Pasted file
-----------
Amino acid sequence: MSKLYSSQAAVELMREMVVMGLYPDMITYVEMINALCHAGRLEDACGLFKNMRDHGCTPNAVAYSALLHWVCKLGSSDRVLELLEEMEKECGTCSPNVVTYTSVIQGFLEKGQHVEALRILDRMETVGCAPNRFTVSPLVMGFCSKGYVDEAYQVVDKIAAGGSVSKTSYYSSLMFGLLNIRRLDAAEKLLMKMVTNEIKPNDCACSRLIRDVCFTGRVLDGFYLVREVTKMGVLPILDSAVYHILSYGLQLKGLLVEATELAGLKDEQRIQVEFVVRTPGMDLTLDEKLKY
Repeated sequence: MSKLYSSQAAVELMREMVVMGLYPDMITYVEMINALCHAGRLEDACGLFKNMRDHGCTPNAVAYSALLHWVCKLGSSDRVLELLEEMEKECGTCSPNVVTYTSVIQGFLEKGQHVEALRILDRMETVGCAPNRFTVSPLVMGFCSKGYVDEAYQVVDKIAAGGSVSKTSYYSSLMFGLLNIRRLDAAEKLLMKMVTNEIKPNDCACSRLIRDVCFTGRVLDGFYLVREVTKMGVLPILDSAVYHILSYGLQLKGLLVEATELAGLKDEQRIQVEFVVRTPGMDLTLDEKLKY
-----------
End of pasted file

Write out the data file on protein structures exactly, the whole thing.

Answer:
Amino acid sequence: MSKLYSSQAAVELMREMVVMGLYPDMITYVEMINALCHAGRLEDACGLFKNMRDHGCTPNAVAYSALLHWVCKLGSSDRVLELLEEMEKECGTCSPNVVTYTSVIQGFLEKGQHVEALRILDRMETVGCAPNRFTVSPLVMGFCSKGYVDEAYQVVDKIAAGGSVSKTSYYSSLMFGLLNIRRLDAAEKLLMKMVTNEIKPNDCACSRLIRDVCFTGRVLDGFYLVREVTKMGVLPILDSAVYHILSYGLQLKGLLVEATELAGLKDEQRIQVEFVVRTPGMDLTLDEKLKY
Repeated sequence: MSKLYSSQAAVELMREMVVMGLYPDMITYVEMINALCHAGRLEDACGLFKNMRDHGCTPNAVAYSALLHWVCKLGSSDRVLELLEEMEKECGTCSPNVVTYTSVIQGFLEKGQHVEALRILDRMETVGCAPNRFTVSPLVMGFCSKGYVDEAYQVVDKIAAGGSVSKTSYYSSLMFGLLNIRRLDAAEKLLMKMVTNEIKPNDCACSRLIRDVCFTGRVLDGFYLVREVTKMGVLPILDSAVYHILSYGLQLKGLLVEATELAGLKDEQRIQVEFVVRTPGMDLTLDEKLKY